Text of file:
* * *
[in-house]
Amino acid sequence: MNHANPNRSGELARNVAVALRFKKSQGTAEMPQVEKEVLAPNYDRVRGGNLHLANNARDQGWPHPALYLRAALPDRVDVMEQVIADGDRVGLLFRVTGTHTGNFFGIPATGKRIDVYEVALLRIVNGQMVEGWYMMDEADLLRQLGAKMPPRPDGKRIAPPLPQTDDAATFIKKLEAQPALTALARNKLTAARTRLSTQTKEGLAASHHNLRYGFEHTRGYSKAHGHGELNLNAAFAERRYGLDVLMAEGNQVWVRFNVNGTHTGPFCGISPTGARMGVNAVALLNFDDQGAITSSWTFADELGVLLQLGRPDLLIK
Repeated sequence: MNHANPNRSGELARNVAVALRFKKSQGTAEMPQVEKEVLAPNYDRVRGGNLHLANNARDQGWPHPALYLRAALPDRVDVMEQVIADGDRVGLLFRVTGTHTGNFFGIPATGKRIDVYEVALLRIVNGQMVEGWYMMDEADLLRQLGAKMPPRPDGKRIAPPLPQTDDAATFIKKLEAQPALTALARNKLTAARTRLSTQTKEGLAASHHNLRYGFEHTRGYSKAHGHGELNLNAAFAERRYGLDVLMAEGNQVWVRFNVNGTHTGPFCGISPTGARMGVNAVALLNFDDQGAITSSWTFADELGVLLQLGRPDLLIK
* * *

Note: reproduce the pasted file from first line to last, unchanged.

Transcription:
[in-house]
Amino acid sequence: MNHANPNRSGELARNVAVALRFKKSQGTAEMPQVEKEVLAPNYDRVRGGNLHLANNARDQGWPHPALYLRAALPDRVDVMEQVIADGDRVGLLFRVTGTHTGNFFGIPATGKRIDVYEVALLRIVNGQMVEGWYMMDEADLLRQLGAKMPPRPDGKRIAPPLPQTDDAATFIKKLEAQPALTALARNKLTAARTRLSTQTKEGLAASHHNLRYGFEHTRGYSKAHGHGELNLNAAFAERRYGLDVLMAEGNQVWVRFNVNGTHTGPFCGISPTGARMGVNAVALLNFDDQGAITSSWTFADELGVLLQLGRPDLLIK
Repeated sequence: MNHANPNRSGELARNVAVALRFKKSQGTAEMPQVEKEVLAPNYDRVRGGNLHLANNARDQGWPHPALYLRAALPDRVDVMEQVIADGDRVGLLFRVTGTHTGNFFGIPATGKRIDVYEVALLRIVNGQMVEGWYMMDEADLLRQLGAKMPPRPDGKRIAPPLPQTDDAATFIKKLEAQPALTALARNKLTAARTRLSTQTKEGLAASHHNLRYGFEHTRGYSKAHGHGELNLNAAFAERRYGLDVLMAEGNQVWVRFNVNGTHTGPFCGISPTGARMGVNAVALLNFDDQGAITSSWTFADELGVLLQLGRPDLLIK